Friday, January 15, 2016

It's All About the Dots

My high school Physics teacher was a stocky middle-aged Italian woman who I'm pretty sure was raised on a farm in Wisconsin. She had big hands, I mean Paul Bunyon-style big, and huge square glasses that magnified her face, except when they slipped from her nose which they did constantly, revealing thick, Coke-bottle lenses. For no reason at all, there was a slow garble in her voice, which always made her sound serious, even when she wasn't. She wore a traditional nun's habit and black coif with white headband; little wisps of fine dark hair would trail along the back of her neck and against the frame of her face. She wasn't quite pretty, not quite plain, but she did have the most unexpectedly lovely eyes - hazel with flecks of green - behind long, full lashes.

I absolutely loved this woman for her candor and no-nonsense approach to things, especially as I traversed through all the ups and downs of my high school years. I needed that.

I once came to her sniffling and whining about how an older girl had called me a name. She lifted my chin to look me in the eye and said, "Well, are you?" 

I just stared at her dumbly. That's what my grandmother used to say!

"You're not. So don't worry about it."

There was no space provided to keep crying after that, so I just stopped.

Sometimes she'd crack a joke out loud when she thought no one was in the room and I'd hear her from behind me laughing at her own humor. I always thought that was so funny.

I struggled a good bit in high school, first to lose my old self, and then to define and refine my new self. She was kind and understanding, though not much for the coddling. 

She gave me a "C" in her class even though we had become close and she knew I was having trouble outside of school. When I went to talk to her about it she told me I'd get the grade I earned in the class and that was final. I stood there for a moment prepared to negotiate and she just went back to what she was doing. So that was that.

When her mom visited the school she introduced me and I felt so important.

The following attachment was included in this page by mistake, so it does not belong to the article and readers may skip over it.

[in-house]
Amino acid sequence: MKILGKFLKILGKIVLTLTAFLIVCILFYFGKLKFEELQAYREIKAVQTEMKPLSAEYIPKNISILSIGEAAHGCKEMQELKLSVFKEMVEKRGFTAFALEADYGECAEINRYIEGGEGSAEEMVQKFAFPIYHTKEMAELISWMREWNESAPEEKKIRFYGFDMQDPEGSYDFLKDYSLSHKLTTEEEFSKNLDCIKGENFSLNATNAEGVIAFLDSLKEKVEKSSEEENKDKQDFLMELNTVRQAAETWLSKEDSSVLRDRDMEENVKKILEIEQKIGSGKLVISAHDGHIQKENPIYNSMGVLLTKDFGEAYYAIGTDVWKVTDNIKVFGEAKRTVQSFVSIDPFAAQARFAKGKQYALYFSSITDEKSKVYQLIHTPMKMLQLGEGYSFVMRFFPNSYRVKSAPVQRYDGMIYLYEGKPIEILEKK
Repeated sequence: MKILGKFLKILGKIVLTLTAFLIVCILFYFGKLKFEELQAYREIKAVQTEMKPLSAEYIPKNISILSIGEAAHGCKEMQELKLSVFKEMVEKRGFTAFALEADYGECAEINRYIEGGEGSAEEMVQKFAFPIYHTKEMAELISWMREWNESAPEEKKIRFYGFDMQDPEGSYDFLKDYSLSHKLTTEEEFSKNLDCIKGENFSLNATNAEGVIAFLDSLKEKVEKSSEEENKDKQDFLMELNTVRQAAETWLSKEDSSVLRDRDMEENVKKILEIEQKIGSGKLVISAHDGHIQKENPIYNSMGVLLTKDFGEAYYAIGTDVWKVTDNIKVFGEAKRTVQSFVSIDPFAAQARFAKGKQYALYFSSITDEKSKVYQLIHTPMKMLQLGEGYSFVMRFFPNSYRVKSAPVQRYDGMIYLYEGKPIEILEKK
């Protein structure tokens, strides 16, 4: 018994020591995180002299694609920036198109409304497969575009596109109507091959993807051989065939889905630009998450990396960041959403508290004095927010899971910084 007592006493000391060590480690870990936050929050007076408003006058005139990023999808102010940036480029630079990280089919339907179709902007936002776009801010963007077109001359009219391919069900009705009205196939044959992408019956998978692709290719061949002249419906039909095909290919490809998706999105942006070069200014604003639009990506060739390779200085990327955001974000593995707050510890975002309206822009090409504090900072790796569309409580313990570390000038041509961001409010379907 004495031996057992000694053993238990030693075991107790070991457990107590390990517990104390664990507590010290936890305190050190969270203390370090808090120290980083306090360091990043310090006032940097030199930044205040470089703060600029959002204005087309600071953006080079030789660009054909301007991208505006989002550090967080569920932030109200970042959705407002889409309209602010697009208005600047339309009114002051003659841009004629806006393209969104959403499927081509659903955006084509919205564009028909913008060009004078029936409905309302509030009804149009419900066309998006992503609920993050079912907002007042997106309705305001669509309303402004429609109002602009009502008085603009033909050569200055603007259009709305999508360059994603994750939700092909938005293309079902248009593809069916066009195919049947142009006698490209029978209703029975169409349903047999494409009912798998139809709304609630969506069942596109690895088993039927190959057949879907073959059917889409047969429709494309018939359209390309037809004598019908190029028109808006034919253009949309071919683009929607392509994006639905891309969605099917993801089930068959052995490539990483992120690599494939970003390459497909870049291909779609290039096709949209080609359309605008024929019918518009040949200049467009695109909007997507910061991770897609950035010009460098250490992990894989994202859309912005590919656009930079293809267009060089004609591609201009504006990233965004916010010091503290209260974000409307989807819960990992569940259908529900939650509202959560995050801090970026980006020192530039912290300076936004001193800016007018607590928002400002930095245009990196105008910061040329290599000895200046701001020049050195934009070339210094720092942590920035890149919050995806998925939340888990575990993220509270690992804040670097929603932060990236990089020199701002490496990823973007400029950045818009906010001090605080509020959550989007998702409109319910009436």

I learned so many things from this teacher, about being true to myself and trusting my own truth, and being plain spoken, especially when you mean to say something. Some things stayed with me, some things never stuck, but always I have valued her contribution to my growing up. Through all my twists and turns, this teacher stayed with me, and then let me go when it was time.

I saw my old teacher today, in the hospital. She remembered me right away - after thirty years - and had no trouble recalling what a pain in the neck I was. (I totally wasn't. I was super awesome and easy, as I am now.) We chatted for a bit, recalling some of the teachers and students who were part of our shared history. She's still bright and bossy and smart, but she's old, and a little battle-weary. I held her hand for a good part of our time together, and it was warm and soft. I'm so very glad I got to see her. I gave her a kiss when I was leaving and told her I loved her. I most absolutely do.

In my high school yearbooks, her signature is marked in the first three years by her name and three dots. I begged her at the time to write more or to explain what she meant but she said she would provide only the three dots. In my senior year, she explained. The three dots mean "anything you wish".  I could be anything I wished, she had been telling me along.

I think I should send her this post and tell her she was right.

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